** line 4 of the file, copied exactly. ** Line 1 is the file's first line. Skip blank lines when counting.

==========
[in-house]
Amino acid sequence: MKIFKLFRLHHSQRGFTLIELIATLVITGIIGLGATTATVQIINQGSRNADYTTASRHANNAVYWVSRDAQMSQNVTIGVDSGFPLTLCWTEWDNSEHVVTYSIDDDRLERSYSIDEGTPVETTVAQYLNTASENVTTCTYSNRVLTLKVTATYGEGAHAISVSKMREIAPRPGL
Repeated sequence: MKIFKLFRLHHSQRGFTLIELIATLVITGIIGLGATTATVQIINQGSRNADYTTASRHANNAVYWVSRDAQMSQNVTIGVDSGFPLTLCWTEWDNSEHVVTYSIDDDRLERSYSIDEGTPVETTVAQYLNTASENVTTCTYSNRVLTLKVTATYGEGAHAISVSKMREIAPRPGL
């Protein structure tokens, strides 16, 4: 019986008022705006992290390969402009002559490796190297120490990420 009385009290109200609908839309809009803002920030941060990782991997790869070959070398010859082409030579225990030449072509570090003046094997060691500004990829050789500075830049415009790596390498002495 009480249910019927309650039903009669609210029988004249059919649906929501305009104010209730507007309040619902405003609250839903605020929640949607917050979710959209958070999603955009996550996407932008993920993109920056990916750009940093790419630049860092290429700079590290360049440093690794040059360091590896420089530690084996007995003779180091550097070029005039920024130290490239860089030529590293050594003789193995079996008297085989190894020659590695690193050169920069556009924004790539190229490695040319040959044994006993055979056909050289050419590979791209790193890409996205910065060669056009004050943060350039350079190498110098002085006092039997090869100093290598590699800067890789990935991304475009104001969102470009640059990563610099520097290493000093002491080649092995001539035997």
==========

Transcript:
């Protein structure tokens, strides 16, 4: 019986008022705006992290390969402009002559490796190297120490990420 009385009290109200609908839309809009803002920030941060990782991997790869070959070398010859082409030579225990030449072509570090003046094997060691500004990829050789500075830049415009790596390498002495 009480249910019927309650039903009669609210029988004249059919649906929501305009104010209730507007309040619902405003609250839903605020929640949607917050979710959209958070999603955009996550996407932008993920993109920056990916750009940093790419630049860092290429700079590290360049440093690794040059360091590896420089530690084996007995003779180091550097070029005039920024130290490239860089030529590293050594003789193995079996008297085989190894020659590695690193050169920069556009924004790539190229490695040319040959044994006993055979056909050289050419590979791209790193890409996205910065060669056009004050943060350039350079190498110098002085006092039997090869100093290598590699800067890789990935991304475009104001969102470009640059990563610099520097290493000093002491080649092995001539035997």